Ana Sandoval and Jesus Torres Vazquez are kindred spirits.
As a scientist, Vazquez says they agree that their version of faith is choosing to focus on the ethics of their daily actions and not a deity.
“Kind of organically, I eventually realized that at least for myself, I didn’t need to have a deity to make sense of the world,” said Vazquez.
What You Need To Know
- Ana Sandoval and Jesus Torres Vazquez were both raised Catholic but are now Humanists, embracing beliefs that are informed by science and reason and based on a respect for humanity and nature
- They’re members of the New York Society for Ethical Culture, where Sunday services are called Platforms
- As a family, they are secure in their values, and in their experience of spirituality on their terms, outside of the of bounds of mainstream religion
His wife feels the same way.
“I don’t need a god or a promise of an afterlife to understand that what we do now affects us now,” said Sandoval.
They were both raised Catholic in their native Mexico but are now Humanists, embracing beliefs that are informed by science and reason and based on a respect for humanity and nature.
“Humanism is based [on] the human experience... it’s not based on a belief in the supernatural, although it’s a very personal journey,” said Sandoval.
They’re members of the New York Society for Ethical Culture, where belief in a higher power is left to each individual. Sunday services on the Upper West Side may appear church-like but are called Platforms.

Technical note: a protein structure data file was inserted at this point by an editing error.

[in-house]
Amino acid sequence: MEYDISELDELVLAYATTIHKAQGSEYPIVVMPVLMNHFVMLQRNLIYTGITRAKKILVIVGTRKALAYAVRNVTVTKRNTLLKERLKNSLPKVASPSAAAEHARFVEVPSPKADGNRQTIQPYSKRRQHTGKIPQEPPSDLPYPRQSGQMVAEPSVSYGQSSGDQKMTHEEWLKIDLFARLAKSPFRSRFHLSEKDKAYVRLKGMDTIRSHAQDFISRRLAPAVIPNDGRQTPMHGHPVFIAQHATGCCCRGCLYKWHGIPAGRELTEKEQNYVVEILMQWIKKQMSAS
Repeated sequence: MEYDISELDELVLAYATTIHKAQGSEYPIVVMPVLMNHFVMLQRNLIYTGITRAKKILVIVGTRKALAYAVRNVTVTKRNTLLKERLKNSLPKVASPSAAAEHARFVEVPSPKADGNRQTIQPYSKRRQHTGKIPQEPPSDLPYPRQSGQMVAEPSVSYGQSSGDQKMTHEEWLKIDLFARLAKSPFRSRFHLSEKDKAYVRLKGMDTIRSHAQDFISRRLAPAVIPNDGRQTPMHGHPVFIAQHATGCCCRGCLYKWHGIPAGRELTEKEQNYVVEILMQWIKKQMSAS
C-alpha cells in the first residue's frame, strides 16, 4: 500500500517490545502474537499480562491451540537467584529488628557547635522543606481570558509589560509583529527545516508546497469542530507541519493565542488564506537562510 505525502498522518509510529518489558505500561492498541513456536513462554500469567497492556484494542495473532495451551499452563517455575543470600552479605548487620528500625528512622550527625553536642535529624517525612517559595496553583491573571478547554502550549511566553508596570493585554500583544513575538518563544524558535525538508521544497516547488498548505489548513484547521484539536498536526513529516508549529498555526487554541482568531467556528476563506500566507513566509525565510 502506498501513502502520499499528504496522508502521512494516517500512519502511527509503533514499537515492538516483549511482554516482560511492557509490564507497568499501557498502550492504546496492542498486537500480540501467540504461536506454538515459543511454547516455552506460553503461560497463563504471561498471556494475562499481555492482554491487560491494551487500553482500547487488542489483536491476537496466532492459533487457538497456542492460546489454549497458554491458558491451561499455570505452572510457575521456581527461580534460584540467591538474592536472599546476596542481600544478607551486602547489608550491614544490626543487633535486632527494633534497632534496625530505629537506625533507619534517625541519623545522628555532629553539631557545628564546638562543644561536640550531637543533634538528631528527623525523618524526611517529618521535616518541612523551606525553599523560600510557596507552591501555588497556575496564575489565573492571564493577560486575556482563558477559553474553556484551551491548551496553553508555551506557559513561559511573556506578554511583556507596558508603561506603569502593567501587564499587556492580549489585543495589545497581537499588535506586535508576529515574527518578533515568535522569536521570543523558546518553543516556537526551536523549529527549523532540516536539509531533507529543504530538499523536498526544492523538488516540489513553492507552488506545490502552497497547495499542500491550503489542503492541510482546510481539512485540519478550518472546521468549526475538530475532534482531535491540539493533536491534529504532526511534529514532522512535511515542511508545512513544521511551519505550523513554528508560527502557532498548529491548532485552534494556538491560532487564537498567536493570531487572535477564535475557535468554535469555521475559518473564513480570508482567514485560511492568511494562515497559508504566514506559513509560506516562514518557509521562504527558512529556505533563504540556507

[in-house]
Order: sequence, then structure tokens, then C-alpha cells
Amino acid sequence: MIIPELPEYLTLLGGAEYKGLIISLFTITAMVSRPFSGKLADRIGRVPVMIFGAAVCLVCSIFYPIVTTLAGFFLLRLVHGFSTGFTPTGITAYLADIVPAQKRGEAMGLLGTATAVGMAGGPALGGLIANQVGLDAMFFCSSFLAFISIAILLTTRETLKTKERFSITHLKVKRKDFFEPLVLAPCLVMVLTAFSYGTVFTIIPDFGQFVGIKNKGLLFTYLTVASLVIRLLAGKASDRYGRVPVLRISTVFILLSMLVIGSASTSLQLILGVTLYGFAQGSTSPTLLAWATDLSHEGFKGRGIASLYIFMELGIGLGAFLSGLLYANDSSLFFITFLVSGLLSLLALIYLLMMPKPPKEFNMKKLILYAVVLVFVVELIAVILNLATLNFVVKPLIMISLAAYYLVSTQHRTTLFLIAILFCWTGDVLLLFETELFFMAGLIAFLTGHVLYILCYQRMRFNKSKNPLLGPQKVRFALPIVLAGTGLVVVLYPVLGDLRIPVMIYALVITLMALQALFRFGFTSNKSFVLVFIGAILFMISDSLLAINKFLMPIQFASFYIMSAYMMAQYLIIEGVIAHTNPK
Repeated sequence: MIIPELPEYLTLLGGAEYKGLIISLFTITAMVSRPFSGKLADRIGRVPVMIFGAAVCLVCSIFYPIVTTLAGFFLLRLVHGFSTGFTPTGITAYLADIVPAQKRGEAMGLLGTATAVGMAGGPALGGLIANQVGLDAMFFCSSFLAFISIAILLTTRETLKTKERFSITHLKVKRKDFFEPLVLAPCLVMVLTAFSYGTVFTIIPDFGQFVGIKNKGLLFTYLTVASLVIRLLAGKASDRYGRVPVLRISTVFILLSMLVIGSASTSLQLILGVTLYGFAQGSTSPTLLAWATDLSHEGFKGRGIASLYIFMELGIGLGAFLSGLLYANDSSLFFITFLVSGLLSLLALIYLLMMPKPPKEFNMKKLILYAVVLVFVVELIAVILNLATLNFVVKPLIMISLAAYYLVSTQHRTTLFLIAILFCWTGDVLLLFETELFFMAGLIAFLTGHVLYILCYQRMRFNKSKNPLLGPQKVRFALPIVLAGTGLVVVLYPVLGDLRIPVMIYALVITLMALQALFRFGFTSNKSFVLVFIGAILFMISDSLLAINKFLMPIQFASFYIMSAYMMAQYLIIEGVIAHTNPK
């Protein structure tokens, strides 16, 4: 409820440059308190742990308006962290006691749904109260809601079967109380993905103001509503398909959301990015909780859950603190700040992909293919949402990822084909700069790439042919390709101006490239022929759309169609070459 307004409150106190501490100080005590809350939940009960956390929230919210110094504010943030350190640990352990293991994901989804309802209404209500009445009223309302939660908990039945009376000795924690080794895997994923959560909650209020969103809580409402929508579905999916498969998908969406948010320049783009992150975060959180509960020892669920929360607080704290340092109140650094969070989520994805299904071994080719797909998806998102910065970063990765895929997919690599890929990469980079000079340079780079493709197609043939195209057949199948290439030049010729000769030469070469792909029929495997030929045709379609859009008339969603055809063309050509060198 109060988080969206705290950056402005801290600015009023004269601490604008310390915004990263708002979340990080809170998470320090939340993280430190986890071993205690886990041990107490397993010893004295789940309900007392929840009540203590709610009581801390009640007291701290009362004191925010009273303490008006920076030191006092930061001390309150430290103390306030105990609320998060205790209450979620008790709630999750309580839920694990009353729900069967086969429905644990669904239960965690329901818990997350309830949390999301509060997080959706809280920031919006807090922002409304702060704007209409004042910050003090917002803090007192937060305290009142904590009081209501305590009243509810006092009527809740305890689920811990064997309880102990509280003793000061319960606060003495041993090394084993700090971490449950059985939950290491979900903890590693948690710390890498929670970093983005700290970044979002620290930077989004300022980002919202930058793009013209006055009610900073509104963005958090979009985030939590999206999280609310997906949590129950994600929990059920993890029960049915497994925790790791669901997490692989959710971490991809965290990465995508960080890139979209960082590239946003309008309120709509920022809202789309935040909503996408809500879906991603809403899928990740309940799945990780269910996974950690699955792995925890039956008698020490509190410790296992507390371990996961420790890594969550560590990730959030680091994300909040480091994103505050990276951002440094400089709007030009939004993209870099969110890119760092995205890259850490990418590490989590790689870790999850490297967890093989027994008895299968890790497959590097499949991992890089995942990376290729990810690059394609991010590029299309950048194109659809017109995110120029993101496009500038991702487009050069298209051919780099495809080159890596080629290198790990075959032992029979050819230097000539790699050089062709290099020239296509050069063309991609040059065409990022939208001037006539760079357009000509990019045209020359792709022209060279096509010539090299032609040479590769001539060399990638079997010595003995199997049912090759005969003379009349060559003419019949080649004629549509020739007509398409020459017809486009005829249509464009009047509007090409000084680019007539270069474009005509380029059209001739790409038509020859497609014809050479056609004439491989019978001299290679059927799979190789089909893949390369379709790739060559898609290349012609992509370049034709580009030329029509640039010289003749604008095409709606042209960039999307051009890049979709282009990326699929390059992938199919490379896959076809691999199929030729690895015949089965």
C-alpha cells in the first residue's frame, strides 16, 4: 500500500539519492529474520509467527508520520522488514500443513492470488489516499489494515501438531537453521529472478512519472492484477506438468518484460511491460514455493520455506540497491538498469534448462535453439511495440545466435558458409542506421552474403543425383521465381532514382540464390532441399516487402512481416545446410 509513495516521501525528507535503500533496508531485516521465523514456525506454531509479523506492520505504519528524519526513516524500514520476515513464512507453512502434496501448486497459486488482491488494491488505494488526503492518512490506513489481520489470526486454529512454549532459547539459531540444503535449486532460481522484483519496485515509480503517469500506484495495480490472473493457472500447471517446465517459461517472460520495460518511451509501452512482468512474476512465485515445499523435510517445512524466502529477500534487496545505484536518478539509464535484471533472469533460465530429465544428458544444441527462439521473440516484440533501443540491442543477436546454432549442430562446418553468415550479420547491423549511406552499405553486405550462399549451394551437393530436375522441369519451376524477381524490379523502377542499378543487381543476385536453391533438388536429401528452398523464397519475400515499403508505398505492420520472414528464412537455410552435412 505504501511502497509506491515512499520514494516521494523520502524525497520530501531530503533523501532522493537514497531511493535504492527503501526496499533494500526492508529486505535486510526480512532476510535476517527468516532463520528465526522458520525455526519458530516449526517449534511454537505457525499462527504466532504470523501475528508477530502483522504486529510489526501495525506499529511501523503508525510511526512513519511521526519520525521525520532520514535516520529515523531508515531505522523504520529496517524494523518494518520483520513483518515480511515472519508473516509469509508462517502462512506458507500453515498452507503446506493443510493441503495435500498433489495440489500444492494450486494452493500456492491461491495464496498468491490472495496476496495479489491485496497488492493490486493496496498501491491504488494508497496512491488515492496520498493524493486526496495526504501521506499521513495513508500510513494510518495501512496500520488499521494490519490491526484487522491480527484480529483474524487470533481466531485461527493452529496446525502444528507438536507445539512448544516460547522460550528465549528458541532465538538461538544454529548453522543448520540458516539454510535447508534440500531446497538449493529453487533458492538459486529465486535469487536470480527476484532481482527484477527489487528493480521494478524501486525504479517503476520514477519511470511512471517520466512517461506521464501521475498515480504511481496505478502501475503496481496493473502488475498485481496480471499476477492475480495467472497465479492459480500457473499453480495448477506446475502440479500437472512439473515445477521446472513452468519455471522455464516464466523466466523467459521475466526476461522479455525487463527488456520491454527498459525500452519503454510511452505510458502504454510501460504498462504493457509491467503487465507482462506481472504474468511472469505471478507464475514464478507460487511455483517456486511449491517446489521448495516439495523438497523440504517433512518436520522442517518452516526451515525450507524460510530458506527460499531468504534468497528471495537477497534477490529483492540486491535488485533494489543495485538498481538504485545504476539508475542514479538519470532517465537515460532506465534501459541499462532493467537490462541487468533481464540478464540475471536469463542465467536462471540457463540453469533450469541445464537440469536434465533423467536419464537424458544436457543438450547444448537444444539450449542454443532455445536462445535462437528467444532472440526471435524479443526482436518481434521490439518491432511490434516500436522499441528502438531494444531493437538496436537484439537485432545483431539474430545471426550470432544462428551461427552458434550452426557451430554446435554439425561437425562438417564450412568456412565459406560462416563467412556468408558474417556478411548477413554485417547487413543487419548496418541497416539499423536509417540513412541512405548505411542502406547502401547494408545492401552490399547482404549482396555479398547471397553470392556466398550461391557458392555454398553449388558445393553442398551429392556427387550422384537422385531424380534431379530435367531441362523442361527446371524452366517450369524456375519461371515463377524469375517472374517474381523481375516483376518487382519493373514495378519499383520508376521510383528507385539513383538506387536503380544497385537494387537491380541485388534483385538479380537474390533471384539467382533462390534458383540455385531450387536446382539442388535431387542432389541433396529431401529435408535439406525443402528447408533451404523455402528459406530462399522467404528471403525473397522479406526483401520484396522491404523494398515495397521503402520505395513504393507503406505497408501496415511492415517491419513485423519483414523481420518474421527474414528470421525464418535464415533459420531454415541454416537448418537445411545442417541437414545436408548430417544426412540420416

They provide an opportunity to gather as a community and to hear a message on how to lead more thoughtful lives.
“We’ve been exposed to theater related to the subject, dance related to the subject, lectures related to the subject, actions that we can do,” explained Sandoval.
The couple is now raising their daughter as a Humanist, and believe that she is spiritually richer for the experience.
“We’ve gone to marches [and] we’ve had partnerships with Amnesty International, which is a group that writes letters for political prisoners,” explained 13-year-old Maria Torres Vazquez.
As a family, they are secure in their values, and in their experience of spirituality on their terms, outside of the of bounds of mainstream religion.
“How do you explain something like a religion without a god?” mused Sandoval.
“One thing very meaningful is to think that some of my atoms at some point were part of the stars, the water I’m drinking was at one point part of the sea or part of a dinosaur,” said Vazquez, “So I am part of this universe. [I’m] not distinct from it and when I die, my matter is going to continue there.”